Months later I realised that a large part of it was because my mother blamed herself for a lot to do with my father's death. No, not the death itself, but the fact that she, because she was ill too, had refused to accept that he had advanced cancer. She rejected it absolutely. In fear, of course. But her inner mind had to defend her against her perceived guilt of non-acceptance that his death was inevitable, and so it found me, the one she now loved most in life, and found an imagined reason to lay the blame there. When you think of it, it can be clearly seen that this is bound to be the outcome of that "surely I could have stopped him dying" reaction to the loss.
When my mother had come to terms with losing my father, when life had taken on a kind of meaning again, very many months later (and that is what I mean by saying it will take time for you to recover from this), I spoke to her about what she had said. She genuinely could not remember saying it. She said she would never, ever say such a thing to me. And that is what your father will say to you when time has helped him too. Yes, it is hard. It is indescribably hard. It is torture, heartbreak, it is a living hell. For a season, not forever. Part of living life is learning to deal with loss and death, and it is always a hard lesson. But remember that your father said it simply because he loves you now more than ever. His heart is broken, it needs to mend. That will take time.
You say you tried to speak to him by telephone, and he said 'not yet'. That is the most wonderful sign of all. If he really and truly blamed you in his conscious mind, he would not speak to you at all, would say 'never'. And it shows that he does have a memory of saying those hard words to you. Not only is he coming to terms with his loss, he is coming to terms with the hurt he has caused you. But he is not ready, indeed not yet able, to reconcile the two events. That must take time, maybe a lot of time. Nothing can hurry it up, it is a natural process that takes its own time. This, then is the period of mourning. The word means the time from acceptance of a death until the time when it no longer contains anger and inconsolable grief. The time when you can make amends, repair broken bridges and come back to life and the ones you still have and whom you love. The time when you can, at last, pick up and live life again, without the one you lost.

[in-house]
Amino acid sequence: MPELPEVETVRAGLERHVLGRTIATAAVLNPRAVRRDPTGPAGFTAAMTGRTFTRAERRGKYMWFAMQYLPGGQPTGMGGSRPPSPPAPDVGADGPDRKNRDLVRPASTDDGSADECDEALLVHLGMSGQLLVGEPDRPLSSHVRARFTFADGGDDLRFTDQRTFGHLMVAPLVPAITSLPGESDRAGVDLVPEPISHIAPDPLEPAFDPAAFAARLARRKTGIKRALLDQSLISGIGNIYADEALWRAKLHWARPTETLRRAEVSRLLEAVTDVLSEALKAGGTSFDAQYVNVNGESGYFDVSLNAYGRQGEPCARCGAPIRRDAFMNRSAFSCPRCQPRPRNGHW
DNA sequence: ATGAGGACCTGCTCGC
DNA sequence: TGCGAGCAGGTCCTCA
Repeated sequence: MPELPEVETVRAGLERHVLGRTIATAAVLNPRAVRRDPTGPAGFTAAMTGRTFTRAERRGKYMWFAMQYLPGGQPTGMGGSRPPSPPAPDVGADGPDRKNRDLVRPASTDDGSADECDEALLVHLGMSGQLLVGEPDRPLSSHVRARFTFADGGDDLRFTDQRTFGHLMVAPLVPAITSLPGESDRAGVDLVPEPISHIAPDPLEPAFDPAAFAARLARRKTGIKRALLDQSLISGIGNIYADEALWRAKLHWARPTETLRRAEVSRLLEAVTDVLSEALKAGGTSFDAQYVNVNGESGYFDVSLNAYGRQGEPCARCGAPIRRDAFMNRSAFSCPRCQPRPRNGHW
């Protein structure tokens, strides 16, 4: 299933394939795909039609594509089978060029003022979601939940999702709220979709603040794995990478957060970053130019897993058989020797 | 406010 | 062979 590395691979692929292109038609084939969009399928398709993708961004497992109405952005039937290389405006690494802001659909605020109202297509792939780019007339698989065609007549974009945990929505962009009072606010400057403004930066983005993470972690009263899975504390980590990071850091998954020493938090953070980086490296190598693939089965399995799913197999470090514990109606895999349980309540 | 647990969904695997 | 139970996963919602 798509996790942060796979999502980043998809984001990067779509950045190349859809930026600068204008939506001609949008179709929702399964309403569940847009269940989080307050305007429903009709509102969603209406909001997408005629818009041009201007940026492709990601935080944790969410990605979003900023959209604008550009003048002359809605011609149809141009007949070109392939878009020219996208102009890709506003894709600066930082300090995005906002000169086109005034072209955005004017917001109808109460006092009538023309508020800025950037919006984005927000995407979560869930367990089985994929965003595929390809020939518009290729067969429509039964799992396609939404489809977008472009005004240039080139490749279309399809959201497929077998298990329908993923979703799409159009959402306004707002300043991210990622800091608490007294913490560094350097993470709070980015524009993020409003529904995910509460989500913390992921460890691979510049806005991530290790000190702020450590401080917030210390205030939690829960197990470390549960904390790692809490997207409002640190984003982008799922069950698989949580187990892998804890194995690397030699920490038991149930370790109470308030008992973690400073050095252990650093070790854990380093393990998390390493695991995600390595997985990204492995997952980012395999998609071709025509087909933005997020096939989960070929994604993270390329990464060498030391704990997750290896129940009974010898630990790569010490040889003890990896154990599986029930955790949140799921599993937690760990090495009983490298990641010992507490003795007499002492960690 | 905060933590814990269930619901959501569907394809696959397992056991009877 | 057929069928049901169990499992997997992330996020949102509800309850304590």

And your part in this? To wait. But to stop blaming yourself and laying guilt upon yourself. You are not to blame in any way whatsoever. One day your father will need you to be strong for him. That day is today. Leave him be. You have phoned, he knows you still love him and are there for him. One day he will contact you, and on that day you will know that his mourning has run its course and it is time to mend those bridges. Until then, do not face him with what he said. He will realise it himself in time and come to you with it. I learned that by talking to my mother about it too soon, because all I did was hurt her too by mentioning it - something she could not remember doing.
Now, go and do your own healing. Keep coming to the chatroom and forums, do not desert them. That would hurt you and all the folk there who love you enough to care deeply and worry about you. And it would remove your second line of support. Your first, just now, is your best friend, and I know you are scared that you will frighten or bore her off. I told her so this morning in chat. She told me she would never desert you. She loves you greatly and wants most of all things to help you through this and to remain your friend for a lifetime.
Healing? Yes, and the first thing to do to bring that about is to make yourself your own first line of support. You can use these events to make yourself stronger. Oh, I know you can't see how to do that yet. But you will, in time, with a bit of patience. Begin by being easier on yourself. Stop the self-blame. Show your mother that you are a lot stronger than she thought.
I have been there, I have been through the same and I have come out the other side, stronger for it all, and you will too.
Finally, there are now two folk who will never be put off by you, never lose patience with you, never stop caring for you. Who are there for you always. And those are your chatroom friends, myself and Peter. He even phoned me all the way from Canada yesterday just to talk about how we can help you most. Think of us as a cybermom and cyberdad, till your own father comes back to you, as he is certain to do, once he has healed himself.
My love to you. I hope this essay helps. None of it is invented or guesswork. These words are the truth I have learned by going through these things too. Now, head up, fight on, keep going, no matter what!
All love and God be with you. Edgewood